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Acting 1 - Improvisation Unit

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by

Jo Beth Nicklas

on 6 October 2014

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Transcript of Acting 1 - Improvisation Unit

Improvisation
warm up games
"Everyone can act. Everyone can improvise. Anyone who wishes to can play in the theater... If the environment permits it, anyone can learn whatever he chooses tolearn, and if the individual permits it, the environment will teach him everything it has to teach. ... 'Talent' or 'lack of talent' have very little to do with it."
--- Viola Spolin, Improvisation for the Theater
"Theater Games are a process applicable to any field, discipline, or subject matter which creates a place where full participation, communication, transformation can take place."
--- Viola Spolin
These games and exercises are meant to get everybody in a cheery mood, establish trust between the players, and sharpen concentration. Apart from that, most have no performance value, and are rarely used to teach any particular skill. These games and exercises can be used for improv training, these games would just as well work to entertain the kids on a rainy day at the girl scouts.

You`d use these games at the start of a rehearsal, or as part of the preparation for a show.
Description

Fun warm-up. One player offers something, e.g. I am a slice of cheese. 2nd player jumps in and adds something to the offer, e.g. I am a slice of bread. 3rd player jumps in and again adds to the setup, e.g. I am a pickle. First player leaves, taking one of the others with him. Restart from the remaining player, who restarts by saying what/who she is.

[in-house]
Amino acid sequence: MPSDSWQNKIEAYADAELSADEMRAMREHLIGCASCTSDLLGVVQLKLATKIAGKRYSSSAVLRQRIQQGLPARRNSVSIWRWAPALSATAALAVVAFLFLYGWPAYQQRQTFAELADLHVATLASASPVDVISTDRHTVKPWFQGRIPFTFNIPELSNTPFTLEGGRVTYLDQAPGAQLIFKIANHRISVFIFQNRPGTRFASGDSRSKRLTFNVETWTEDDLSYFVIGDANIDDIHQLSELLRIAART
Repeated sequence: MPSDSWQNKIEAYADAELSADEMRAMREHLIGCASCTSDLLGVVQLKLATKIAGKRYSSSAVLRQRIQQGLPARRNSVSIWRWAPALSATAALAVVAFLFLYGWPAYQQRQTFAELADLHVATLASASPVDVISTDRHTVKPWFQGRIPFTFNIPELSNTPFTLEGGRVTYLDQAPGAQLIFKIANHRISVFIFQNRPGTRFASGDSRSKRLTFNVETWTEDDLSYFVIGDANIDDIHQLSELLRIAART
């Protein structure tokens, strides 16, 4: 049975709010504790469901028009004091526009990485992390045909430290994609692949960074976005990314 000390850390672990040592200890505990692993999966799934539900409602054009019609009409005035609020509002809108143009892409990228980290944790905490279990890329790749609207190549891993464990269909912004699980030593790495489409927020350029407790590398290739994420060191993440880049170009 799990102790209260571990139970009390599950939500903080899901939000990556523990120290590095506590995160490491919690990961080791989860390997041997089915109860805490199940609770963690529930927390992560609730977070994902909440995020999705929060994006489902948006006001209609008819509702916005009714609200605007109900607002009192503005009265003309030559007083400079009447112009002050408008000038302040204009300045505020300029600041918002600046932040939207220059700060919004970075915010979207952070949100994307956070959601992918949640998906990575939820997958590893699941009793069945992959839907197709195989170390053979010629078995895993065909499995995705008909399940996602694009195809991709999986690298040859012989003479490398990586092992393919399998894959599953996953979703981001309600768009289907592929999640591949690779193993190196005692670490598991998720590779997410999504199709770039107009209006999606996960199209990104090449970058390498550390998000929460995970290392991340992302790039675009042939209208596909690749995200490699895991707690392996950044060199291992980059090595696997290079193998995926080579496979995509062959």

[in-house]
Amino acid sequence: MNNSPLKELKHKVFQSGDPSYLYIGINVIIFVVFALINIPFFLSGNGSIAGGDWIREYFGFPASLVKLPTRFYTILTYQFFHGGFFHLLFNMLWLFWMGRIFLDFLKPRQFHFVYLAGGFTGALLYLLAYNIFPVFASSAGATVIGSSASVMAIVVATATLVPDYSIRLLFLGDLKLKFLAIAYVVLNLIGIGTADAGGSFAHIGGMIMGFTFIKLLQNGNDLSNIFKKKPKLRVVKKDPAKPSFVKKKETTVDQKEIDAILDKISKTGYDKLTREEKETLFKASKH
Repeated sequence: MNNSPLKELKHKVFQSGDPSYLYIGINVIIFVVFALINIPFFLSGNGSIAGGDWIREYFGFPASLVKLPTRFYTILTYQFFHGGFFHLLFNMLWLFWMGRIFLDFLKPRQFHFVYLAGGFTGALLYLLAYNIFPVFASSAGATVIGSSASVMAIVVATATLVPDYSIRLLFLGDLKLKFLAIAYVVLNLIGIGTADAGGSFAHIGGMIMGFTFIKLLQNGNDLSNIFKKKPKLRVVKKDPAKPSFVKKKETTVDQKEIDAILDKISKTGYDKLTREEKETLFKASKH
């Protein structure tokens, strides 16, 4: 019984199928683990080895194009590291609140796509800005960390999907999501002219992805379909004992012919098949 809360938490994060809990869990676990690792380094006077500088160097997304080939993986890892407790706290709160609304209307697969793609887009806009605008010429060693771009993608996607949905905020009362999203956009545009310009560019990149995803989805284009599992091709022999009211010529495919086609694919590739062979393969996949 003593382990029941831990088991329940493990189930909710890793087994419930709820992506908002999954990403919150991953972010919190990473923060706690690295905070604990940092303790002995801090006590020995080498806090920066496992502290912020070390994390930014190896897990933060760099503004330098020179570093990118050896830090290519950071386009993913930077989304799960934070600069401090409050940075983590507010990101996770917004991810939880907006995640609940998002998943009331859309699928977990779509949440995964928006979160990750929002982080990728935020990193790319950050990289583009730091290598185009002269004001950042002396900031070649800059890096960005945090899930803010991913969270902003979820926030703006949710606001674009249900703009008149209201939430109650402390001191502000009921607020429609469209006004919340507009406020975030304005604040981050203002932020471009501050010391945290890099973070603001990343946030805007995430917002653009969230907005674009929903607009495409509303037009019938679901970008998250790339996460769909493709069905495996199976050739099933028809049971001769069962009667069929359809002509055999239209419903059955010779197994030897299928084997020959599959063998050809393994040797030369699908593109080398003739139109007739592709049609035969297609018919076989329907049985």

It takes three
Ali Baba and the 40 Thieves
Description

Excellent warm-up. Everyone in a circle. We are going to establish a rhythm, by saying, all together `Ali Baba and the 40 Thieves`. Keep repeating this.
One person starts making a gesture to this rhythm, say, tapping your head with you left hand. When the sentence is repeated, the player next to her takes over this gesture, while the first one starts a completely different new gesture. Third time the sentence is done, player three does the first gesture, player two does the second gesture and player one invents a new one again. And so on.

This is also a concentration game, though it`s not really difficult. All one has to do is watch the previous player, and next time, take over her gesture. When you`re watching what everyone else is doing you`re going to get lost though.
Boppety Bop(2)
Description

This is a variation on Boppety Bop(1) : all players in a circle, one player in the middle who is `it`. This player picks a player in the circle and yells `bippety-bippety-bop` at her. If he manages to get to `bop` before she can say `bop`, she becomes `it`.
Other possibilities are:

Just say `bop` if anyone else reacts, that person becomes `it`
Say `kamakazi`,
Say `jello`:
Say `cow`
Improv terms
What does this mean in improv?
Accepting: Embracing each Offer made by other players to advance the scene. A good thing.

Denial: We have Denial when players are not Accepting each other`s Offer `s. Obviously not a good thing.

Focus: The center of the attention of the audience. Focus should be in one place at any time - if more than one action/plot is going on simultaneously the focus is split. Less experienced improvisers often tend to steal the focus (i.e. split the focus and draw it to something unnecessarily new they introduce).

Audience Suggestion
To some extent, the lifeblood of improv comedy. The audience may be asked for a location, a relationship, an action, an object, something about themselves, or just about anything! The goal is to provide a seed for the rest of the show.

Bulldozing Bulldozing is moving through a scene with attention to the other players` Offer `s and to push only your own ideas into the scene. Not a good thing.